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RAP opportunity at National Institute of Standards and Technology     NIST

Quantum Transport, Control, and Sensing


Physical Measurement Laboratory, Microsystems and Nanotechnology Division

opportunity location
50.68.02.C0482 Gaithersburg, MD 20899

NIST only participates in the February and August reviews.


name email phone
Michael Philip Zwolak 301.975.4258


The next-generation of quantum devices and sensors will push the limits of our understanding of the natural world and serve as the basis for a broad set of applications in telecommunications, transportation, AI, IoT, Bio, and medicine. Theory and computation play a central role in developing technologies that harness quantum coherence and entanglement. Yet, classical simulation of quantum systems is challenging due to an exponentially growing state space. We are developing novel computational methods, frameworks, and principles that enable efficient classical simulation of complex, many-body quantum systems, such as quantum-dot platforms for computing and electronic sensors. To do so, we employ a range of complementary techniques, from pen-and-paper theory, tensor networks and matrix product states, and innovative computational algorithms to tackle behavior spanning multiple length and time scales. Our team is engaged in a number of other projects in self-assembly, biomolecular force measurement, nanopore analysis platforms, and spectroscopic techniques for biomolecular dynamics. As part of the Microsystems and Nanotechnology Division at NIST, we offer a highly-collaborative atmosphere where a close contact with experimental groups affords the opportunity to put theory into practice.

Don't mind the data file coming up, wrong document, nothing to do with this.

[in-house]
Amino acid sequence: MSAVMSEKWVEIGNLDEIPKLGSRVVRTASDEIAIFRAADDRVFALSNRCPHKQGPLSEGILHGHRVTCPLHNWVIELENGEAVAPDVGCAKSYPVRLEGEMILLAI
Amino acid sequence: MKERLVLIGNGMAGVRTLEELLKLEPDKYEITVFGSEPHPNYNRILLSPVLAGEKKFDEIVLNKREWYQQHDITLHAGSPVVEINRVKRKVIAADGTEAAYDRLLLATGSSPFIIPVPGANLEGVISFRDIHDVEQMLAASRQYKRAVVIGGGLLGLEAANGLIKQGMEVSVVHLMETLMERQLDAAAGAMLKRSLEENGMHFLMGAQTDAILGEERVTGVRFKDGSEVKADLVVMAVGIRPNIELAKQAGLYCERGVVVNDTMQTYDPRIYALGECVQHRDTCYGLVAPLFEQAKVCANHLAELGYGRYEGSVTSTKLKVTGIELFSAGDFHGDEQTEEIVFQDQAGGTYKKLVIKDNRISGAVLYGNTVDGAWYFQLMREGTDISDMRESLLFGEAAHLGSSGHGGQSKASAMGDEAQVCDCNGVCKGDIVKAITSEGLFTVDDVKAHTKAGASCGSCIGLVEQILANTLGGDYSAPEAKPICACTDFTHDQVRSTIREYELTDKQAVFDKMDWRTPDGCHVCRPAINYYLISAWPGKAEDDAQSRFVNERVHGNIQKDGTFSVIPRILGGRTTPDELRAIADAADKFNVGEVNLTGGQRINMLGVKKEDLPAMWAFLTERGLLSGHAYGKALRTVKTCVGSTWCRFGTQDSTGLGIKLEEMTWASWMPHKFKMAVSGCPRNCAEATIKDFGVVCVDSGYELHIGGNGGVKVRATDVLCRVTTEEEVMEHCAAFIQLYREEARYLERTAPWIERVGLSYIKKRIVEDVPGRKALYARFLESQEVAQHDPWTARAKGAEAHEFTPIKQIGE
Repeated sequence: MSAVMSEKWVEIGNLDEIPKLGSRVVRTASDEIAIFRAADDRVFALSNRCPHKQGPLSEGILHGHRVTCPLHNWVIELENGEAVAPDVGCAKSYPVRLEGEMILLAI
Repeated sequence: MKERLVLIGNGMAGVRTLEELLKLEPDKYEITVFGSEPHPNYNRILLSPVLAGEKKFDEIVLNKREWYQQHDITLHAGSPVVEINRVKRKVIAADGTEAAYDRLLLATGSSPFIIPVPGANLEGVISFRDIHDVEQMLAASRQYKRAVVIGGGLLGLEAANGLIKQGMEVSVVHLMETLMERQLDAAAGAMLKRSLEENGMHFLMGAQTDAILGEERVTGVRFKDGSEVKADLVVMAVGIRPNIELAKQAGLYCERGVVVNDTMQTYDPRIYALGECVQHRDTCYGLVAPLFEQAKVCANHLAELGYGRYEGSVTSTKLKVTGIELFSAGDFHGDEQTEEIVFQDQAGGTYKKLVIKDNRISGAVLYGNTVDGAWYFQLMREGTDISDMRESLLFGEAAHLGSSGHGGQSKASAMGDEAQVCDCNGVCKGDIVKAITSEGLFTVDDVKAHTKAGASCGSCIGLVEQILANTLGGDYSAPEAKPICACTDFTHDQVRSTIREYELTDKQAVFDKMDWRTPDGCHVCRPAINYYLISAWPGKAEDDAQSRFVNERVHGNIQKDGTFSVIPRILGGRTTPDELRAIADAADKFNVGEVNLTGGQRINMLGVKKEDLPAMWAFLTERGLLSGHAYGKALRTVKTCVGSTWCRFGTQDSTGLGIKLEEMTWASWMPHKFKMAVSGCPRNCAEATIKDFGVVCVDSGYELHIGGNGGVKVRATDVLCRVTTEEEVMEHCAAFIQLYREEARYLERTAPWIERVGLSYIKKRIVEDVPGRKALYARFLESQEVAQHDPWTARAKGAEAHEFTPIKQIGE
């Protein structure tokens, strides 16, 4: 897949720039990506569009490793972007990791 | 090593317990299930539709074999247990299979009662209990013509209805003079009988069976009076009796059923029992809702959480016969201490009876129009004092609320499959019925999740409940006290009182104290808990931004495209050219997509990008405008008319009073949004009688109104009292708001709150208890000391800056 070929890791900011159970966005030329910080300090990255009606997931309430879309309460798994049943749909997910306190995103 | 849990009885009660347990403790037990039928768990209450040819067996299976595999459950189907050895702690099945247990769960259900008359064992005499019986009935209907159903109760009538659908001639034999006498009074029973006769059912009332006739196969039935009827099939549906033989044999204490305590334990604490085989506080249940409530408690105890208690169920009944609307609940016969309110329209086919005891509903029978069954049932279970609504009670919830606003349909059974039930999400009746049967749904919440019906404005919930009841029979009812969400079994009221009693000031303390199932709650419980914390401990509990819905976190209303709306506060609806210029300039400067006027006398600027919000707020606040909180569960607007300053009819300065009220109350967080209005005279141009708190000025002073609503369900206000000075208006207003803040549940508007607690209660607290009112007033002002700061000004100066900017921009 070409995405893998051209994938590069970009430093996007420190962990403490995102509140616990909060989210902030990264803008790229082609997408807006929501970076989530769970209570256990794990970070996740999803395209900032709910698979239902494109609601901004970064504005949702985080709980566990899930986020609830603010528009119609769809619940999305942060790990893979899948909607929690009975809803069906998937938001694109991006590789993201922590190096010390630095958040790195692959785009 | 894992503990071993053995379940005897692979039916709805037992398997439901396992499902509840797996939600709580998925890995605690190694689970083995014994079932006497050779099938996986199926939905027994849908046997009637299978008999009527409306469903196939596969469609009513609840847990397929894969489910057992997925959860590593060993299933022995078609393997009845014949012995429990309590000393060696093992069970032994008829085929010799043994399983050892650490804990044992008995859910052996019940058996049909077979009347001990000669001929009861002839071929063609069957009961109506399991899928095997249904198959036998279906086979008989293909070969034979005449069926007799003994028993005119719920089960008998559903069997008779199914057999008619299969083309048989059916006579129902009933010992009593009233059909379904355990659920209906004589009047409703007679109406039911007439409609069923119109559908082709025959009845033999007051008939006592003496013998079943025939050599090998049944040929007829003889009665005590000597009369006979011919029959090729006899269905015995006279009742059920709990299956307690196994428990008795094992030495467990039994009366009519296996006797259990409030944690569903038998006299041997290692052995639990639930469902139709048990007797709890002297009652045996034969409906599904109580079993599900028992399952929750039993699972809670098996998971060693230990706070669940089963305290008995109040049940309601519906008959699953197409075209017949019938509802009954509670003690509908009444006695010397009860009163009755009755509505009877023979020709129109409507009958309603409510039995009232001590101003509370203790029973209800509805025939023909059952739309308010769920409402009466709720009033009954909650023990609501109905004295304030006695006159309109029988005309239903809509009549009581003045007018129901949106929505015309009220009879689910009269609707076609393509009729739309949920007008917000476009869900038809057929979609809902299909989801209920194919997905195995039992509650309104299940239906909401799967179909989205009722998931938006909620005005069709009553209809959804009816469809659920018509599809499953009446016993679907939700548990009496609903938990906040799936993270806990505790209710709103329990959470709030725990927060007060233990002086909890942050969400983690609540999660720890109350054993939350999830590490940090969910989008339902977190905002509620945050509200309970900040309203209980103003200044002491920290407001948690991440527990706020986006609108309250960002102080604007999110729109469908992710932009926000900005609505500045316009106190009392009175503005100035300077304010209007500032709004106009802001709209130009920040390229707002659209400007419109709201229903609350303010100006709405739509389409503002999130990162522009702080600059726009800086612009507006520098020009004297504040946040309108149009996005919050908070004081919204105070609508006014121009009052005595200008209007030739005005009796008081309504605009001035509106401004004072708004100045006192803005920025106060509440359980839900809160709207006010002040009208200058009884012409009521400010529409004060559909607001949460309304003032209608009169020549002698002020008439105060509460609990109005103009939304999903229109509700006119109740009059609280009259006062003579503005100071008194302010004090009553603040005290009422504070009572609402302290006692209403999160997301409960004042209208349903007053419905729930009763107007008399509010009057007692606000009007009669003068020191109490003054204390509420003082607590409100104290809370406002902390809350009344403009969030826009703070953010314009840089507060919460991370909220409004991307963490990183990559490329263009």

Selected References

  • Breaking the Entanglement Barrier: Tensor Network Simulation of Quantum Transport, M. M. Rams and M. Zwolak, Physical Review Letters 124, 137701 (2020)
  • Open-system tensor networks and Kramers' crossover for quantum transport, G. Wójtowicz, J. E. Elenewski, M. M. Rams, and M. Zwolak, Physical Review A 101, 050301(R) (2020)
  • Revealing the emergence of classicality using nitrogen-vacancy centers, T. K. Unden, D. Louzon, M. Zwolak, W. H. Zurek, and F. Jelezko, Physical Review Letters 123, 140402 (2019)
  • An energy-resolved atomic scanning probe, D. Gruss, C.-C. Chien, J. T. Barreiro, M. Di Ventra, M. Zwolak, New Journal of Physics 20, 115005 (2018)
  • Communication: Gibbs phenomenon and the emergence of the steady-state in quantum transport, M. Zwolak, The Journal of Chemical Physics 149, 241102 (2018)
key words
Quantum simulation; Quantum transport; Quantum sensing; Quantum control; Tensor networks; Matrix product states; Atom-based solid-state devices; Quantum dots; Cold atoms; Electronic transport; Many-body physics; Nanotechnology; Nanostructures; Electronic transport; Theory; High-performance computing;


Citizenship:  Open to U.S. citizens
Level:  Open to Postdoctoral applicants


Base Stipend Travel Allotment Supplementation
$82,764.00 $3,000.00
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